Legacy Infrastructure Bypass

New Federal Grants Aim to Bolster Telecom’s ‘Middle Mile’

July 22, 2022

Wall Township, NJ – While most people associate take for granted how much the Internet has become embedded in modern life, the team at NJFX realizes the importance of the need for an updated telecommunications infrastructure and the vulnerabilities of legacy networks. The U.S. Department of Commerce’s National Telecommunications & Information Administration (NTIA) has launched a new grant program to encourage the development to improve the resiliency of broadband networks and improve access.

Working from home, streaming videos/gaming, and just about any aspect of commerce touches upon the Internet. The Internet of Things adds additional points of contact to telecommunications networks beyond computers, phones, and tablets. COVID-19 has considerably changed our lives and made the Internet a bigger part of them. We are shaping the Internet without being fully aware of the crucial infrastructure that impacts today and beyond.

Crises Drove Evolution of Data Centers

COVID-19 has helped accelerate a push to cloud computing and has revealed the need to improve the “middle mile” – the points of national and regional telecommunications networks that link-local networks. The global pandemic sent “information economy workers” home in 2020, changing how businesses will manage employees virtually. COVID-19 changed our understanding of working remotely along with an increasing expansion of the Internet while IoT still maturing. Legacy infrastructure, in lower Manhattan, is now supporting critical Internet traffic between ISPs in favor of cable companies and our U.S. wireless network operators. These legacy facilities are owned by real estate landlords who are unaware of how critical their role is in our society.

COVID-19, however, was not the only one to drive changes in telecommunications.

Back in the late 90’s, as the Internet was starting to become a force in commerce, most data centers were housed in brick-and-mortar office spaces with equipment fully accessible to anyone working on-site.  After the 9/11 attacks, the telecommunication industry realized data centers cannot be sitting in office buildings without security measures. New York City and the data flowing through it could not be the single point of failure for the business community. This began the journey of distribution and storage for shared data center space applications for computing. Equinix and a few other industry veterans started to create shared data centers that helped economically and diversified creating an environment with remote telecommunications infrastructure separated from employment buildings. The era of shared data centers shaped our country’s future of how we use the internet for the next ten years.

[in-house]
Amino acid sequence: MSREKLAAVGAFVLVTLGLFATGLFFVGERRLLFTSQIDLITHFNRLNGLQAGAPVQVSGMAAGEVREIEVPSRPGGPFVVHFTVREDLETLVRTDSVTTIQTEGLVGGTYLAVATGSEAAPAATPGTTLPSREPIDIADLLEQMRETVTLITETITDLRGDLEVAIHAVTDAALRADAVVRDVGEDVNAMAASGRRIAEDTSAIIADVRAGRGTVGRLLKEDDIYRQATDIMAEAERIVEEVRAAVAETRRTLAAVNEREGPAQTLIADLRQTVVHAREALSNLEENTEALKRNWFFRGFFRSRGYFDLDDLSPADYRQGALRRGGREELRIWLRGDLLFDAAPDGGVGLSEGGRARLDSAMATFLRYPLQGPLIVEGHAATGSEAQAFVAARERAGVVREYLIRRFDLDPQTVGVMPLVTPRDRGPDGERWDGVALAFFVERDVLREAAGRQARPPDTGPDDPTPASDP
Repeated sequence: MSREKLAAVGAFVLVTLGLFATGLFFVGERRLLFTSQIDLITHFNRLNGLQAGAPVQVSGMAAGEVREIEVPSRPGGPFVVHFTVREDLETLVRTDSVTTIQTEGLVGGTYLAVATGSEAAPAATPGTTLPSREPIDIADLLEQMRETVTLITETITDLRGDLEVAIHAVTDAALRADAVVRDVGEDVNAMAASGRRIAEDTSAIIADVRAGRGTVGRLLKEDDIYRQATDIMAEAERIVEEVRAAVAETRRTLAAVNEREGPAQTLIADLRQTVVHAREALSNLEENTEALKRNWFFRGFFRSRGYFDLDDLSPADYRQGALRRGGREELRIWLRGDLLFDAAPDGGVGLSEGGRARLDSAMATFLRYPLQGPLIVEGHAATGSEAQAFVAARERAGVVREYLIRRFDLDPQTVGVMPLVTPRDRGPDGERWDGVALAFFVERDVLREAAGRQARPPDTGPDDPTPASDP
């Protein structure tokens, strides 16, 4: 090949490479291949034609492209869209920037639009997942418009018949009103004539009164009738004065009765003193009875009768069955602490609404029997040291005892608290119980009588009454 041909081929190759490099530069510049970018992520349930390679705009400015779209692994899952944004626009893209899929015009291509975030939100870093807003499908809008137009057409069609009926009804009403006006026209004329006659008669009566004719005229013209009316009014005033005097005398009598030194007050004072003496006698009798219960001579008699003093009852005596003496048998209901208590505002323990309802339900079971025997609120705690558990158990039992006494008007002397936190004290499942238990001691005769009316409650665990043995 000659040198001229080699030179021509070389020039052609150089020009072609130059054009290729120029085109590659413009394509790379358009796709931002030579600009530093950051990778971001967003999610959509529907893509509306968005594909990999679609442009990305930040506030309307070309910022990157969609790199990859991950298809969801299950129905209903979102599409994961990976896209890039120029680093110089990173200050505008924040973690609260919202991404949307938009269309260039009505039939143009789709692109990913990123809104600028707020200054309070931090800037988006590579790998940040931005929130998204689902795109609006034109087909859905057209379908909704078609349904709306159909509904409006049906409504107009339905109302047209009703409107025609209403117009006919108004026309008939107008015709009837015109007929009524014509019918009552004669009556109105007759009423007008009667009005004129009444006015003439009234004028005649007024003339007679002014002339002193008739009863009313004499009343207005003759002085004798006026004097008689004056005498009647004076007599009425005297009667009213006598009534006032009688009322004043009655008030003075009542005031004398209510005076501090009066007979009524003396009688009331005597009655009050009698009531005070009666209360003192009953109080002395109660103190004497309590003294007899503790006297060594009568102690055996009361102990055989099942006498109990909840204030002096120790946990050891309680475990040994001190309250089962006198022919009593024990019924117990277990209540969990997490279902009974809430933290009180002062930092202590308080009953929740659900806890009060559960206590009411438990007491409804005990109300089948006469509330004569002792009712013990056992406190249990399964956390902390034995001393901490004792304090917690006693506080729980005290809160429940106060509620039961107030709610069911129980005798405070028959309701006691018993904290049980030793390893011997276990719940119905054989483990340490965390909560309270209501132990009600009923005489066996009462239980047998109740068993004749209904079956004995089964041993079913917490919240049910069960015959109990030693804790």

Even those changes could not overcome mother nature. In 2012, Hurricane Sandy slammed the East Coast affecting thousands of businesses and residents, cutting off electricity throughout the Northeast for days, leaving Lower Manhattan submerged during the height of the storm. The storm, which has been described as a once-in-a-700-year event, proved how dependent our global economy is on the critical infrastructure that is placed in lower Manhattan and Northern Jersey. The tragic events, since 2000, created a realization to diversify away from legacy points with subsea cables connecting Europe and the Americas.

A few years later, we started NJFX in Wall, N.J. NJFX serves over thirty carriers interconnecting Europe, North America, South America, and the Caribbean through the four subsea cables that are on campus. Today, Virginia Beach Cable Landing Station is working to expand the carrier community over subsea cables.  Technology companies, such as Google, Facebook, Microsoft, and Amazon, are also developing new subsea projects. Other landing sites and newer, higher capacity undersea fiber is helping to link global telecommunications networks, while building some resiliency to that “middle mile.”

Federal Grants to Bolster Middle Mile Infrastructure

The United States Government is aware of critical legacy infrastructure and needs diversification to build additional redundancy in the “middle mile.” Both ends of the middle mile are how users get to their applications through WAN services, private line networks, and cloud networks to shuttle information between destinations. The Middle Mile is becoming a critical part of how we connect with our remote workers, essential employees, and our families through various applications, data, and basic everyday functions that the internet provides.

The NTIA, which oversees the grants under the Infrastructure Investment and Jobs Act, is offering grants to technology companies and electric and telecommunications utilities. The grant program prioritizes projects that leverage existing infrastructure, enable connection of unserved communities, encourage the development of carrier-neutral interconnection facilities, and improve redundancy/resilience while reducing regulatory and permitting barriers.

“It is likely that NTIA’s final rules will permit funds awarded under this program to be used for a host of projects, including laying fiber to expand and extend existing networks, leasing dark fiber, connecting data centers, building wireless microwave backhaul infrastructure, and other similar projects,” the administration said.

To learn more about the Middle Mile Grant, click here.


About NJFX:

NJFX is a Tier 3 Carrier Neutral Cable Landing Station campus. Our colocation ecosystem has expanded to over 35 network operators offering flexibility, reliability, and security. Our Wall, NJ location provides direct access to multiple subsea cable systems giving our carriers diverse connectivity solutions and offers direct interconnection without recurring cross-connect fees.

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